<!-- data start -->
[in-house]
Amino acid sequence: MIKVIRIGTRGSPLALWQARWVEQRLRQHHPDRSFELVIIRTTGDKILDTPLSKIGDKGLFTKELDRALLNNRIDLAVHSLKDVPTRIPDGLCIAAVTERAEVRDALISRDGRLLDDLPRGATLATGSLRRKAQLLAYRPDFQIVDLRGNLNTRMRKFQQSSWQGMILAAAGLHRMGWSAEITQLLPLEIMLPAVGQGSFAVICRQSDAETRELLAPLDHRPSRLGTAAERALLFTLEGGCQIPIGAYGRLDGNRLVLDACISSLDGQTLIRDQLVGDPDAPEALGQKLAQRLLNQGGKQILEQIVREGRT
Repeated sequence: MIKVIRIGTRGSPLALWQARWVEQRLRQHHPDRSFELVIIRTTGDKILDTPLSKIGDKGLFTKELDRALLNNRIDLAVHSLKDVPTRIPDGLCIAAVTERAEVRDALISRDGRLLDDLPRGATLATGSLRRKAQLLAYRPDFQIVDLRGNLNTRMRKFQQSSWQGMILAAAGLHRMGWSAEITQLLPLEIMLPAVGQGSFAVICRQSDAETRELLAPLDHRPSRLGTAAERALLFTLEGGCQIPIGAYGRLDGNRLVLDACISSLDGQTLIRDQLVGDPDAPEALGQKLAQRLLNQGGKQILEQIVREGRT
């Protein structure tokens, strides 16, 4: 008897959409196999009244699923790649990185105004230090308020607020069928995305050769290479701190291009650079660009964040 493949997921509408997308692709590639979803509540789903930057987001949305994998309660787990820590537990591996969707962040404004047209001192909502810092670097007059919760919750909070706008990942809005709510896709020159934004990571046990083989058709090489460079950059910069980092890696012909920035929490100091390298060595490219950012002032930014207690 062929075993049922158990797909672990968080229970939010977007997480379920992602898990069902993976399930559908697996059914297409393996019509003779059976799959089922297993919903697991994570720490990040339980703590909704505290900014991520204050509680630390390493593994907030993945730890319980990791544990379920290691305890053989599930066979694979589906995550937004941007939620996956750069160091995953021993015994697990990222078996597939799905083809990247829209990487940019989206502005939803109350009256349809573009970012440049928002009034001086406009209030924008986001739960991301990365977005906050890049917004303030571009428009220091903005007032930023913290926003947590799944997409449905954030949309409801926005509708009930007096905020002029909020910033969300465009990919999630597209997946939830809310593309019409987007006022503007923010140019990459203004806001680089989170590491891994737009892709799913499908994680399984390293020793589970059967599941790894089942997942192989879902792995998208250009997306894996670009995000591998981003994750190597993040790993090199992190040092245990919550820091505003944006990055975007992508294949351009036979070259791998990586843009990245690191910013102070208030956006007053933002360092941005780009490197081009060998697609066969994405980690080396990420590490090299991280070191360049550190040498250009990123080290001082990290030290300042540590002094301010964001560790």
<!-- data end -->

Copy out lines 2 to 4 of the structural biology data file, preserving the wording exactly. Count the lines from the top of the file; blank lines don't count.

Amino acid sequence: MIKVIRIGTRGSPLALWQARWVEQRLRQHHPDRSFELVIIRTTGDKILDTPLSKIGDKGLFTKELDRALLNNRIDLAVHSLKDVPTRIPDGLCIAAVTERAEVRDALISRDGRLLDDLPRGATLATGSLRRKAQLLAYRPDFQIVDLRGNLNTRMRKFQQSSWQGMILAAAGLHRMGWSAEITQLLPLEIMLPAVGQGSFAVICRQSDAETRELLAPLDHRPSRLGTAAERALLFTLEGGCQIPIGAYGRLDGNRLVLDACISSLDGQTLIRDQLVGDPDAPEALGQKLAQRLLNQGGKQILEQIVREGRT
Repeated sequence: MIKVIRIGTRGSPLALWQARWVEQRLRQHHPDRSFELVIIRTTGDKILDTPLSKIGDKGLFTKELDRALLNNRIDLAVHSLKDVPTRIPDGLCIAAVTERAEVRDALISRDGRLLDDLPRGATLATGSLRRKAQLLAYRPDFQIVDLRGNLNTRMRKFQQSSWQGMILAAAGLHRMGWSAEITQLLPLEIMLPAVGQGSFAVICRQSDAETRELLAPLDHRPSRLGTAAERALLFTLEGGCQIPIGAYGRLDGNRLVLDACISSLDGQTLIRDQLVGDPDAPEALGQKLAQRLLNQGGKQILEQIVREGRT
């Protein structure tokens, strides 16, 4: 008897959409196999009244699923790649990185105004230090308020607020069928995305050769290479701190291009650079660009964040 493949997921509408997308692709590639979803509540789903930057987001949305994998309660787990820590537990591996969707962040404004047209001192909502810092670097007059919760919750909070706008990942809005709510896709020159934004990571046990083989058709090489460079950059910069980092890696012909920035929490100091390298060595490219950012002032930014207690 062929075993049922158990797909672990968080229970939010977007997480379920992602898990069902993976399930559908697996059914297409393996019509003779059976799959089922297993919903697991994570720490990040339980703590909704505290900014991520204050509680630390390493593994907030993945730890319980990791544990379920290691305890053989599930066979694979589906995550937004941007939620996956750069160091995953021993015994697990990222078996597939799905083809990247829209990487940019989206502005939803109350009256349809573009970012440049928002009034001086406009209030924008986001739960991301990365977005906050890049917004303030571009428009220091903005007032930023913290926003947590799944997409449905954030949309409801926005509708009930007096905020002029909020910033969300465009990919999630597209997946939830809310593309019409987007006022503007923010140019990459203004806001680089989170590491891994737009892709799913499908994680399984390293020793589970059967599941790894089942997942192989879902792995998208250009997306894996670009995000591998981003994750190597993040790993090199992190040092245990919550820091505003944006990055975007992508294949351009036979070259791998990586843009990245690191910013102070208030956006007053933002360092941005780009490197081009060998697609066969994405980690080396990420590490090299991280070191360049550190040498250009990123080290001082990290030290300042540590002094301010964001560790």